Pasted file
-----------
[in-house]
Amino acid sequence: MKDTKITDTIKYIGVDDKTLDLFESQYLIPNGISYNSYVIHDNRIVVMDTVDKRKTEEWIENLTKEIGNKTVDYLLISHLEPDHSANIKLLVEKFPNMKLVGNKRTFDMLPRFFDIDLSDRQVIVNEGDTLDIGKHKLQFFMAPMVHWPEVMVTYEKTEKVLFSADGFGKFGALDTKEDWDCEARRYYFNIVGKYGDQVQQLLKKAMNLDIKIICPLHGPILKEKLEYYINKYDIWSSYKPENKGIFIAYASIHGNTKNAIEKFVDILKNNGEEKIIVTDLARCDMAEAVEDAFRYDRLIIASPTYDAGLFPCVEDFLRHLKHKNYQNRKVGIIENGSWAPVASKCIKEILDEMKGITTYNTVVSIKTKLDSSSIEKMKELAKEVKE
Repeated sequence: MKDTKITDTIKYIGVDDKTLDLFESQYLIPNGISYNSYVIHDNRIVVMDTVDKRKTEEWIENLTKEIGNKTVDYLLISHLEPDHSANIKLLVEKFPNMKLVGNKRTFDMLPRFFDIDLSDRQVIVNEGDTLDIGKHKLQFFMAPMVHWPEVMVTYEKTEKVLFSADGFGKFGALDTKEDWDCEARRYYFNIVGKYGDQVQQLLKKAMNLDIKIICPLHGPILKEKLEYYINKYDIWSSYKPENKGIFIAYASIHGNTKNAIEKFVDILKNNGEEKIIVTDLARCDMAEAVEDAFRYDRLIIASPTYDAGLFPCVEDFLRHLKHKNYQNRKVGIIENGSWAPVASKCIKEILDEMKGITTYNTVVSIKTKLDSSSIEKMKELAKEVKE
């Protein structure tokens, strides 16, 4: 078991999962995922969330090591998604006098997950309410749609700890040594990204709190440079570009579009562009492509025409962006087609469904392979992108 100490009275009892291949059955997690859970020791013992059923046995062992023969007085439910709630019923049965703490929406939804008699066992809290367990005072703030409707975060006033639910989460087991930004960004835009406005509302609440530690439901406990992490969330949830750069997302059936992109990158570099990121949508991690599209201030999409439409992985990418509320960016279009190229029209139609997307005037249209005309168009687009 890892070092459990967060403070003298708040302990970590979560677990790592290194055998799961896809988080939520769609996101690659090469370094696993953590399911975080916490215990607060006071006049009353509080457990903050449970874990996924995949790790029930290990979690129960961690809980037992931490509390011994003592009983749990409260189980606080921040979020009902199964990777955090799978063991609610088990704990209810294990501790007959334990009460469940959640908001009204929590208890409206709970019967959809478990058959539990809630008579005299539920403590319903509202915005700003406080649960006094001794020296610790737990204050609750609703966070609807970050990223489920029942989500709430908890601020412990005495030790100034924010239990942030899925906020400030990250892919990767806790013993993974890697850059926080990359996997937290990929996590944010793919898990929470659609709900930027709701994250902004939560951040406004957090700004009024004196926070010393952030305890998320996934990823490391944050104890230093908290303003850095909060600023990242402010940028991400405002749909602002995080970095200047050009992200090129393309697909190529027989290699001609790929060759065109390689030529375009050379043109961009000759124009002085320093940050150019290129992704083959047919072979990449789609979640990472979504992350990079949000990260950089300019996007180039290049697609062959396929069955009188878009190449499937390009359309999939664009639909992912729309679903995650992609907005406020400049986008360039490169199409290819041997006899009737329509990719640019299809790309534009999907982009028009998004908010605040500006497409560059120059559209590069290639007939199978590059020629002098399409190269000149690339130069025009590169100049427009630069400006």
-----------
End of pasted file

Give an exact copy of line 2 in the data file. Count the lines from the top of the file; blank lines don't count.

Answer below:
Amino acid sequence: MKDTKITDTIKYIGVDDKTLDLFESQYLIPNGISYNSYVIHDNRIVVMDTVDKRKTEEWIENLTKEIGNKTVDYLLISHLEPDHSANIKLLVEKFPNMKLVGNKRTFDMLPRFFDIDLSDRQVIVNEGDTLDIGKHKLQFFMAPMVHWPEVMVTYEKTEKVLFSADGFGKFGALDTKEDWDCEARRYYFNIVGKYGDQVQQLLKKAMNLDIKIICPLHGPILKEKLEYYINKYDIWSSYKPENKGIFIAYASIHGNTKNAIEKFVDILKNNGEEKIIVTDLARCDMAEAVEDAFRYDRLIIASPTYDAGLFPCVEDFLRHLKHKNYQNRKVGIIENGSWAPVASKCIKEILDEMKGITTYNTVVSIKTKLDSSSIEKMKELAKEVKE